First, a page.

Printers, publishers and brand owners no longer have to use control strips for quality benchmarking thanks to a new offering from the Flemish Innovation Center for Graphic Communication (VIGC ). The organization has launched its unique image-based Quality Perception Benchmarking Service, which enables users to make objective comparisons of print jobs, such as reprints of books, advertisements in different magazines, different versions of packaging, etc.
The VIGC Quality Perception Benchmark is based on seven parameters that are relevant to visual perception of quality. Measurements are based on images in the print job, which means control strips are not necessary. The VIGC’s methodology marks a significant step forward in benchmarking the quality of print jobs.
"Comparing and assessing the quality of multiple print jobs can be very difficult," says Eddy Hagen, managing director and trend watcher at VIGC. "This is because most quality benchmarking systems are based on control strips, which get cut off in the finishing stage.”
Fons Put, senior consultant at VIGC and responsible for the project, explains how the organization set about overcoming the challenge: "We had to perform a quality benchmark on finished print jobs, so we couldn't start with the traditional measurements, eg density or the colors of CMYK solids in CIELab. We needed to go for other parameters that are important for image perception, such as dynamic range."
"So we devised a new, unique measuring methodology to get an objective assessment of these visual parameters. Differences in these parameters between multiple samples can always be related to one or more printing parameters, eg density or print contrast."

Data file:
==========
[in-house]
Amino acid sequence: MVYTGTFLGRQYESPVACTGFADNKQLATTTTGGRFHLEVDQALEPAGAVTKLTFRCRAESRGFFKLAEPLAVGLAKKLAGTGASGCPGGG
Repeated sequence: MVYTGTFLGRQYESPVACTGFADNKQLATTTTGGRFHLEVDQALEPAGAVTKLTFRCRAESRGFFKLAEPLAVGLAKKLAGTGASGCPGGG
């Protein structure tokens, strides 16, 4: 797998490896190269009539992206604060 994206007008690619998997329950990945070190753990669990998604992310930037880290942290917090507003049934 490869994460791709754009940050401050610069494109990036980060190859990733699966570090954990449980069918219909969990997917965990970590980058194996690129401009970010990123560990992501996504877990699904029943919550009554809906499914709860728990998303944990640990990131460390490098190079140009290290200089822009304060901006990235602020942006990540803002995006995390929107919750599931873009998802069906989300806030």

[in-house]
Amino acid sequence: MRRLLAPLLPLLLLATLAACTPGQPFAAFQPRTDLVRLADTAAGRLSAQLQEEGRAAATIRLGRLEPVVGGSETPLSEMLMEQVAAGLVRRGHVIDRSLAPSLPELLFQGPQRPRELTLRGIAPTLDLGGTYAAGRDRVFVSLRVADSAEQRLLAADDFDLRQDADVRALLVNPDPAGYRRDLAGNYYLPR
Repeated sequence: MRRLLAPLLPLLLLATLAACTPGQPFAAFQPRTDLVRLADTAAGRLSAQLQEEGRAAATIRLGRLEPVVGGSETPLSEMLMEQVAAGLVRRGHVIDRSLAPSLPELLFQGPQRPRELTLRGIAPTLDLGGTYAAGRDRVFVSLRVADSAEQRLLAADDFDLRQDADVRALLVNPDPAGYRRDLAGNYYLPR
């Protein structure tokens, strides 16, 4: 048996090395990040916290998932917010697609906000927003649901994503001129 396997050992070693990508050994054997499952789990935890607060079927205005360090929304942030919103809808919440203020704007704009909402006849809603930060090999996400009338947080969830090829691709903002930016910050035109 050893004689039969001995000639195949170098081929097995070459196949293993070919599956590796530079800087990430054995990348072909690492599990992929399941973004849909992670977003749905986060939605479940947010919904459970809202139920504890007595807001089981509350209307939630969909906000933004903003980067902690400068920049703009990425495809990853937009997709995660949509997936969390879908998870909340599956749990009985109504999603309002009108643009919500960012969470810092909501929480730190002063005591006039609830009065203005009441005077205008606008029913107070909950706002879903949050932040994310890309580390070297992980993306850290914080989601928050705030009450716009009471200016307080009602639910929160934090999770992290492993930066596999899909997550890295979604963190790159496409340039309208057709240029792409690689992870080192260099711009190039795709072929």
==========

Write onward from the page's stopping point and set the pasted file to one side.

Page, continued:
Benchmark for reprints, advertisements, packaging and more
The VIGC has tested and refined the methodology over the last two years, in the course of a consulting job for one of its members. The company changed its production based on the VIGC reports.
And now the VIGC has made its Quality Perception Benchmark service available to all companies interested in an objective quality benchmark for printed jobs.
The service will be particularly appealing to companies that make reprints and are confronted by differences between two versions. Another target audience is advertisers that publish in multiple media. Brand owners that print their packaging at multiple sites are also very likely to be interested in the service, as it will provide them with an objective assessment of different versions.
The VIGC Quality Perception Benchmark has already been used to identify and quantify variations within a large production run.
Parameters relate to printing parameters
A crucial factor in the VIGC Quality Perception Benchmark is that all tested parameters relate to printing parameters. In its assessment report, the VIGC does not only show whether samples conform or differ, but also it states what could cause the differences, and which printing parameters are probably different.
Hagen concludes: “Ultimately, the VIGC Quality Perception Benchmark is an instrument that provides users tighter control of their production processes.”
Companies interested in this unique VIGC service should contact Eddy Hagen, managing director of VIGC, at firstname.lastname@example.org.